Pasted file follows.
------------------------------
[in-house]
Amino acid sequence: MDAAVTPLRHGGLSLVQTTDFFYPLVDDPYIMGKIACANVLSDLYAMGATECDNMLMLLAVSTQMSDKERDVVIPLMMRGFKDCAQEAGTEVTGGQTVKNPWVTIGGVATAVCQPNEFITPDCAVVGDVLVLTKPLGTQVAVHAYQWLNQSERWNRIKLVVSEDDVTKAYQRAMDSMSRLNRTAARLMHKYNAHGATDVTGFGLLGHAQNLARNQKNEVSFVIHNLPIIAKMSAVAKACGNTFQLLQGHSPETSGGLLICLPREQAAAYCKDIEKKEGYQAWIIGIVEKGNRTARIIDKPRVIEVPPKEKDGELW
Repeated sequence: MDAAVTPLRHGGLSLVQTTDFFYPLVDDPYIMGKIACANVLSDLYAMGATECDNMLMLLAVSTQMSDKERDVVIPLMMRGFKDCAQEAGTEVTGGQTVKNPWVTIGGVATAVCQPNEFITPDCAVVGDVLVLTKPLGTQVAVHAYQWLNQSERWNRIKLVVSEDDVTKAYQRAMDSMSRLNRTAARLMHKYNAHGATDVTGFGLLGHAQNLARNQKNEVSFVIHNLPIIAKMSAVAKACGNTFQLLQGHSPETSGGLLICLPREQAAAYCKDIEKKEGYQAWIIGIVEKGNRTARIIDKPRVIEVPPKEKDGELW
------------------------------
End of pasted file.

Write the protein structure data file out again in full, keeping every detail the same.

[in-house]
Amino acid sequence: MDAAVTPLRHGGLSLVQTTDFFYPLVDDPYIMGKIACANVLSDLYAMGATECDNMLMLLAVSTQMSDKERDVVIPLMMRGFKDCAQEAGTEVTGGQTVKNPWVTIGGVATAVCQPNEFITPDCAVVGDVLVLTKPLGTQVAVHAYQWLNQSERWNRIKLVVSEDDVTKAYQRAMDSMSRLNRTAARLMHKYNAHGATDVTGFGLLGHAQNLARNQKNEVSFVIHNLPIIAKMSAVAKACGNTFQLLQGHSPETSGGLLICLPREQAAAYCKDIEKKEGYQAWIIGIVEKGNRTARIIDKPRVIEVPPKEKDGELW
Repeated sequence: MDAAVTPLRHGGLSLVQTTDFFYPLVDDPYIMGKIACANVLSDLYAMGATECDNMLMLLAVSTQMSDKERDVVIPLMMRGFKDCAQEAGTEVTGGQTVKNPWVTIGGVATAVCQPNEFITPDCAVVGDVLVLTKPLGTQVAVHAYQWLNQSERWNRIKLVVSEDDVTKAYQRAMDSMSRLNRTAARLMHKYNAHGATDVTGFGLLGHAQNLARNQKNEVSFVIHNLPIIAKMSAVAKACGNTFQLLQGHSPETSGGLLICLPREQAAAYCKDIEKKEGYQAWIIGIVEKGNRTARIIDKPRVIEVPPKEKDGELW